Though both Bram and Lang recognize the benefits the CRISPR technology could provide, they are aware of how genomic engineering could be used for the wrong reasons. Bram understands that gene editing could be a scientific method that becomes abused. He commends Dr. Jennifer Doudna for acknowledging these risks and believes the use of gene editing should be limited to treating genetic disorders. On a similar note, Patricia Lang says, “If there’s an illness, like a catastrophic illness, I don’t have a problem with it [using genomic engineering].” Conversely, Lang considers that the way in which someone may use gene editing is not up for her to judge.
What does the future entail for CRISPR Cas-9? What does CRISPR Cas-9 entail for those with genetic diseases and for their families? How will we make sure this technology isn’t brought into the wrong hands and is properly utilized? There is still long ways to go in the progression of the CRISPR technology. But as we move along in this process, it is essential to keep everyone’s best interests in mind. If genomic engineering becomes accessible to ordinary clinics, let’s hope our future actions include everyone in the conversation.•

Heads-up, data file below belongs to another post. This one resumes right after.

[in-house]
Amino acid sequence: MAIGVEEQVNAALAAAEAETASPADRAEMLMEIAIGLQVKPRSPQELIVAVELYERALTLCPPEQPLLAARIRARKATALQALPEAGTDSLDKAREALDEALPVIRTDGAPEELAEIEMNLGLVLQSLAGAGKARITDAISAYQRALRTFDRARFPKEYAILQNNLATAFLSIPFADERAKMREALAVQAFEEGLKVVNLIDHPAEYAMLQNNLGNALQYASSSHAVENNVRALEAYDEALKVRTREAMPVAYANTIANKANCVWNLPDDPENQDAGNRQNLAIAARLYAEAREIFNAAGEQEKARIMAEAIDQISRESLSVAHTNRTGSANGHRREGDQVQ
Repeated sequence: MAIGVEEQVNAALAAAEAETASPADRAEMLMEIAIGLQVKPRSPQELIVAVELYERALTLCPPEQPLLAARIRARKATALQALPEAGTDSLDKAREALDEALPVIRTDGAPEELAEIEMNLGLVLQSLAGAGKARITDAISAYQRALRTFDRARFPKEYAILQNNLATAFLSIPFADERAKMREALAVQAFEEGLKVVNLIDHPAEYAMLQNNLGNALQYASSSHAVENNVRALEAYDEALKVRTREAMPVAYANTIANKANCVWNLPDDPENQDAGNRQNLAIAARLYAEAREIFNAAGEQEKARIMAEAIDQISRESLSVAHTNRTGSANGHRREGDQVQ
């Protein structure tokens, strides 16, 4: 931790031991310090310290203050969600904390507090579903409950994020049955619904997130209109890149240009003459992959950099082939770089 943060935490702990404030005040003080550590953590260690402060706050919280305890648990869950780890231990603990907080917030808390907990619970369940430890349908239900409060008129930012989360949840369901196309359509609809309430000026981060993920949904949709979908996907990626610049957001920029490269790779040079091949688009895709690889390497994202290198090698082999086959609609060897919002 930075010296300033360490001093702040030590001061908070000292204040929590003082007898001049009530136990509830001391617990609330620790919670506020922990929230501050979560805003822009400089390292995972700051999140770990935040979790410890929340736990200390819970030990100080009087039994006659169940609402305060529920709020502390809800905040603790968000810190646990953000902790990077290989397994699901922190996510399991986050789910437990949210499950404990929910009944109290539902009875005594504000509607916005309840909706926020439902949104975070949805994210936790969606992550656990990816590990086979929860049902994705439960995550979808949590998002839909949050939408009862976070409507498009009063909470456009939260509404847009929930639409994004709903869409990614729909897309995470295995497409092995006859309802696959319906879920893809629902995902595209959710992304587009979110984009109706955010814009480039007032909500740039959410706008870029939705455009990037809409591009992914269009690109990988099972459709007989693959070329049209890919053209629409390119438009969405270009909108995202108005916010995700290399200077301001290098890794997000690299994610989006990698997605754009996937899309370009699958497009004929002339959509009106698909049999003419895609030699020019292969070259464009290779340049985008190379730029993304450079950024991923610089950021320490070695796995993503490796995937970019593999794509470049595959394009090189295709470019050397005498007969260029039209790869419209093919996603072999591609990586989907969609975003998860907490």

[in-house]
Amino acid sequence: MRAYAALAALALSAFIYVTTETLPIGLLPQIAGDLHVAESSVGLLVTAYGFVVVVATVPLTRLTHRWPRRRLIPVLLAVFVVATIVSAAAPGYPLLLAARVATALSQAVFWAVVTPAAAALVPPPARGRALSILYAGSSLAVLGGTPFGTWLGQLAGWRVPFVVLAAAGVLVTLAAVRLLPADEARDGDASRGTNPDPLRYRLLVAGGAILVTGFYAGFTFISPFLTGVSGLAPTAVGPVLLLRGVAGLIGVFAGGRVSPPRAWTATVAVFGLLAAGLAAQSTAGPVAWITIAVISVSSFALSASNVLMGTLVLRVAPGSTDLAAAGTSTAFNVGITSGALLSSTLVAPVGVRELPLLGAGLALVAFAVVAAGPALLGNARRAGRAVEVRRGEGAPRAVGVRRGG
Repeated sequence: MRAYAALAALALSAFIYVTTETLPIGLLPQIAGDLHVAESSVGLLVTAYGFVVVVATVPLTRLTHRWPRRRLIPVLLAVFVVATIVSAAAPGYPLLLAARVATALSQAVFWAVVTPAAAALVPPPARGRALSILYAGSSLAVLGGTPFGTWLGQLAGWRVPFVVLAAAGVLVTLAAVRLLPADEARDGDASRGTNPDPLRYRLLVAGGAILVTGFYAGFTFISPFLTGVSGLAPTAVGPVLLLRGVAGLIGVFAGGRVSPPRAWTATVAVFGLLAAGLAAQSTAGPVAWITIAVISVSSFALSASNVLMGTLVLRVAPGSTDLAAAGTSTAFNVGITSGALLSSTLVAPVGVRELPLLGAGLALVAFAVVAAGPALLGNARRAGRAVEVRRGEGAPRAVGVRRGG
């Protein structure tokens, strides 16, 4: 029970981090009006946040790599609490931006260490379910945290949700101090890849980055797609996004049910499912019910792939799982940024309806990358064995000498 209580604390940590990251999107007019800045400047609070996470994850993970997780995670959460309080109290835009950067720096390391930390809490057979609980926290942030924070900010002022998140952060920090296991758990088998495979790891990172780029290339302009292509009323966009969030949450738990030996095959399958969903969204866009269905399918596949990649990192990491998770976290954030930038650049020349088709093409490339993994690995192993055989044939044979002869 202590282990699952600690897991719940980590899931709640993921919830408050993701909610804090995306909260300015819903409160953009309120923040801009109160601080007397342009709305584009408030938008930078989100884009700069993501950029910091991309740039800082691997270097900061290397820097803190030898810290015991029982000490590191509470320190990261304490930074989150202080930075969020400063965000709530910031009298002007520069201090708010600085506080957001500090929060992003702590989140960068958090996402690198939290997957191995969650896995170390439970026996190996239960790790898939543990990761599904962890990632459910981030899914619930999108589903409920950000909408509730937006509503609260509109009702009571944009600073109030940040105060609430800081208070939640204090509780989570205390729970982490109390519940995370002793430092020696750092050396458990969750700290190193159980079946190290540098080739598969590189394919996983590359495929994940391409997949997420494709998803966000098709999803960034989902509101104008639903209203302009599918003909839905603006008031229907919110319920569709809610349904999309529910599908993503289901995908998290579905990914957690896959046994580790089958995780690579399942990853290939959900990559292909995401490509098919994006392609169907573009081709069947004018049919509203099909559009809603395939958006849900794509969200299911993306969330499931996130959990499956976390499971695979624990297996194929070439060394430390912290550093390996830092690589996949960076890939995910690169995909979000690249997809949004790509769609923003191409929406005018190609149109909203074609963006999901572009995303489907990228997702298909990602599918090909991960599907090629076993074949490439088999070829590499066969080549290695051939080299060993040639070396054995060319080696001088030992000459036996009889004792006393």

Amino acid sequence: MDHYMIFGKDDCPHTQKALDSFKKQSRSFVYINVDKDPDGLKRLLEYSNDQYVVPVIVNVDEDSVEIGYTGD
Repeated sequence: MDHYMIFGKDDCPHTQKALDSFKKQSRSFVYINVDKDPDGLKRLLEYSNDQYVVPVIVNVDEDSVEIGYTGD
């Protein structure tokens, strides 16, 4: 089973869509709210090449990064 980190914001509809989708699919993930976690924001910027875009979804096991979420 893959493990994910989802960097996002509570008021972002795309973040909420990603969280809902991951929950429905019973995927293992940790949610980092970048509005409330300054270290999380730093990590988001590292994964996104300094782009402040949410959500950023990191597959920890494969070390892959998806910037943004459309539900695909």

*The opinions of Larry Bram and Patricia Lang do not represent both of their employers’ official opinions and viewpoints on gene editing and/or CRISPR Cas-9. They personally held the opinions stated.
ABOUT THE AUTHOR:
Blaine Elias is a BioTrust intern at Genetic Alliance. BioTrust is about providing people with the proper tools to influence the health systems around them. She assists with work on PEER [Platform for Engaging Everyone Responsibly]; a registry that allows individuals to privately provide their health information to medical researchers, in order to better health care. Elias is a rising junior at Duke University in Durham, North Carolina. She is pursuing a double major in Public Policy Studies and Global Health, with a certificate in Information Science and Studies.